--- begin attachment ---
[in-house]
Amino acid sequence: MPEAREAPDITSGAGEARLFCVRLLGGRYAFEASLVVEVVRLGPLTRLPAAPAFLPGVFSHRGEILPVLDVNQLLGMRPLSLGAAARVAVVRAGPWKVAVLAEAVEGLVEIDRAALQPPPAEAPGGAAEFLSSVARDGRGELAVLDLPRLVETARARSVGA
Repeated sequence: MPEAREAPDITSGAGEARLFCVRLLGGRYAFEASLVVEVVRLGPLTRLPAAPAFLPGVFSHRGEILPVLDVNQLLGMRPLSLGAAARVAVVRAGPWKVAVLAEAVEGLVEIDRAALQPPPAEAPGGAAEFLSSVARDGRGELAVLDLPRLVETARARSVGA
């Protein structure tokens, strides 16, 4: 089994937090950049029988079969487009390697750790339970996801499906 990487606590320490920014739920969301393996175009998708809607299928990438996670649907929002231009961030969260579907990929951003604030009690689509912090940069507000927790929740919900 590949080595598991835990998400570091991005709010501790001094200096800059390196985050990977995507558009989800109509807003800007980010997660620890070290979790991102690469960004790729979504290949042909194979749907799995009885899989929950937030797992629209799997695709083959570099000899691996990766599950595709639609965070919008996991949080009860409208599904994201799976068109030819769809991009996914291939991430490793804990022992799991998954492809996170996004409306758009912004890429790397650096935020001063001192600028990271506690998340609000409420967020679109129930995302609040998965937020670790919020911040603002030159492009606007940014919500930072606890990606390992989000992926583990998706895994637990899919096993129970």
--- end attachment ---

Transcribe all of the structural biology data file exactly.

[in-house]
Amino acid sequence: MPEAREAPDITSGAGEARLFCVRLLGGRYAFEASLVVEVVRLGPLTRLPAAPAFLPGVFSHRGEILPVLDVNQLLGMRPLSLGAAARVAVVRAGPWKVAVLAEAVEGLVEIDRAALQPPPAEAPGGAAEFLSSVARDGRGELAVLDLPRLVETARARSVGA
Repeated sequence: MPEAREAPDITSGAGEARLFCVRLLGGRYAFEASLVVEVVRLGPLTRLPAAPAFLPGVFSHRGEILPVLDVNQLLGMRPLSLGAAARVAVVRAGPWKVAVLAEAVEGLVEIDRAALQPPPAEAPGGAAEFLSSVARDGRGELAVLDLPRLVETARARSVGA
């Protein structure tokens, strides 16, 4: 089994937090950049029988079969487009390697750790339970996801499906 990487606590320490920014739920969301393996175009998708809607299928990438996670649907929002231009961030969260579907990929951003604030009690689509912090940069507000927790929740919900 590949080595598991835990998400570091991005709010501790001094200096800059390196985050990977995507558009989800109509807003800007980010997660620890070290979790991102690469960004790729979504290949042909194979749907799995009885899989929950937030797992629209799997695709083959570099000899691996990766599950595709639609965070919008996991949080009860409208599904994201799976068109030819769809991009996914291939991430490793804990022992799991998954492809996170996004409306758009912004890429790397650096935020001063001192600028990271506690998340609000409420967020679109129930995302609040998965937020670790919020911040603002030159492009606007940014919500930072606890990606390992989000992926583990998706895994637990899919096993129970």